Roof Snow Load Calculator

Calculate the snow load on a roof by entering the roof’s dimensions below along with the depth.



How to Calculate Snow Load

Snow load is the additional weight on a roof structure added by snow and ice buildup on the roof. Calculating the snow load is crucial to determining if the structure can handle the snow’s additional weight.

The ATC has a snow load hazard tool that can help you identify when a snow load presents a hazard to the structure.[1] You can calculate snow load in a few easy steps.

Step One: Calculate the Volume of the Snow on the Roof

The volume of snow on the roof directly relates to how much it will weigh. To find the snow volume, start by measuring the roof’s footprint.

Measure the Roof

We strongly recommend against walking on the roof to take these measurements for obvious safety reasons. Instead, measure the length and width roof from the ground to find the footprint; we’ll account for the pitch later. Keep all measurements in feet to simplify the formulas.

When you have the roof’s length and width as measured from the ground, multiply them together. This will give you the area of the footprint. Alternatively, you can also use a volume calculator to find this measurement.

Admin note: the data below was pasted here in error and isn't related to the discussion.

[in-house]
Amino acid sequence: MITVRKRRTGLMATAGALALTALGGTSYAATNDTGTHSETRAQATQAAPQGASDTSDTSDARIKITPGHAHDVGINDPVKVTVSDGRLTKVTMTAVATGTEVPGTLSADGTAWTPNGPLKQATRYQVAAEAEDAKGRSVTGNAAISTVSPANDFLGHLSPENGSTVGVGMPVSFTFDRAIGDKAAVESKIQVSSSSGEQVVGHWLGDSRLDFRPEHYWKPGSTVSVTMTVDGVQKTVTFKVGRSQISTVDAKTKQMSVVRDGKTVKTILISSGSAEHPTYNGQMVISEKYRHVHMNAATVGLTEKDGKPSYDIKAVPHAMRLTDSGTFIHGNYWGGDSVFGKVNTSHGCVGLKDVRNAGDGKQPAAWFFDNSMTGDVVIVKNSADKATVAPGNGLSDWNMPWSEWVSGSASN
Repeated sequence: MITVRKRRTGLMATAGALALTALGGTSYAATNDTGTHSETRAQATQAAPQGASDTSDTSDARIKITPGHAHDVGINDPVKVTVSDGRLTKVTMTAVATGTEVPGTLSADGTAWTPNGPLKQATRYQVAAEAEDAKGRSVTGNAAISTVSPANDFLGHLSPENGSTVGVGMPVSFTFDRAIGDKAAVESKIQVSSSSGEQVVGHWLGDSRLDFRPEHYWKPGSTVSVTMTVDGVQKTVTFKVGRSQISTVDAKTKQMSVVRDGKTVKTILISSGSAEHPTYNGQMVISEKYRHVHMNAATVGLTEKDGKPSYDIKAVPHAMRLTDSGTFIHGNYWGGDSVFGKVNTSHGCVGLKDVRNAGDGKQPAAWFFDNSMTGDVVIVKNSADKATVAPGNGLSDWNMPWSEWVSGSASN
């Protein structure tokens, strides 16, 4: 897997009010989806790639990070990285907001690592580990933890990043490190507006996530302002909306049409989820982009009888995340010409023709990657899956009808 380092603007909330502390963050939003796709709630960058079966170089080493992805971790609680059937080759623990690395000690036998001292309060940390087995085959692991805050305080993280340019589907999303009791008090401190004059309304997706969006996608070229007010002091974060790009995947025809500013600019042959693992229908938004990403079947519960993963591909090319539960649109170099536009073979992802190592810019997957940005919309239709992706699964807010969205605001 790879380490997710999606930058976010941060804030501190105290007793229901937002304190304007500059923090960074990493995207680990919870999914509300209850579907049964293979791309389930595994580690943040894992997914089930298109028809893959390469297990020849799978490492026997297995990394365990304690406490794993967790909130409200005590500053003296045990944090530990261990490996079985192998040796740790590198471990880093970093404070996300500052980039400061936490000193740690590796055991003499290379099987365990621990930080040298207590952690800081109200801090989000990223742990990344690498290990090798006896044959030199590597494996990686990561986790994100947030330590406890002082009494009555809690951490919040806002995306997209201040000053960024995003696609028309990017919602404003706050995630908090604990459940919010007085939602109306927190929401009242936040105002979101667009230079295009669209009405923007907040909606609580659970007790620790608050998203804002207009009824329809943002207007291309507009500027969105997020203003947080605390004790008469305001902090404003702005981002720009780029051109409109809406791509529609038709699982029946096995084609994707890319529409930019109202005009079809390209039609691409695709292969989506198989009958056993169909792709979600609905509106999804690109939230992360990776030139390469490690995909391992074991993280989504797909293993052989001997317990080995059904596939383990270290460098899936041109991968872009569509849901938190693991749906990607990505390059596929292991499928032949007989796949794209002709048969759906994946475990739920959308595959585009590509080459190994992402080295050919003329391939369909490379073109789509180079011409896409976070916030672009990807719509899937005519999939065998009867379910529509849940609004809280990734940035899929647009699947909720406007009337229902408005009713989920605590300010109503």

Account for Roof Pitch

If you measured from the ground and did not measure the roof’s actual dimensions, then it’s time to account for the roof pitch. If you don’t know your roof pitch, then try our roof pitch calculator to find it.

To account for the pitch, you’ll need to multiply the area by the multiplier for the given roof pitch. You can find a list of multipliers on our roofing calculator. The calculator above applies this formula. If the roof is a flat roof, then this step is not needed..

Before moving on, multiply the area by the snow depth in feet to find the volume of snow on the roof.

Step Two: Find the Snow Density

Snow varies in weight depending on the density. Fresh powder weighs much less than wind-packed drifts. Check out our snow weight calculator to find the density of various types of snow.

Step Three: Calculate Snow Load

The final step in calculating the snow load is to multiply the volume of snow on the roof by its density. If you have a density range, then multiply the volume by each part of the range separately to find the minimum and maximum snow load.

You might also be interested in our snow to water volume calculator.

References

  1. ATC, Hazards by Location, https://hazards.atcouncil.org/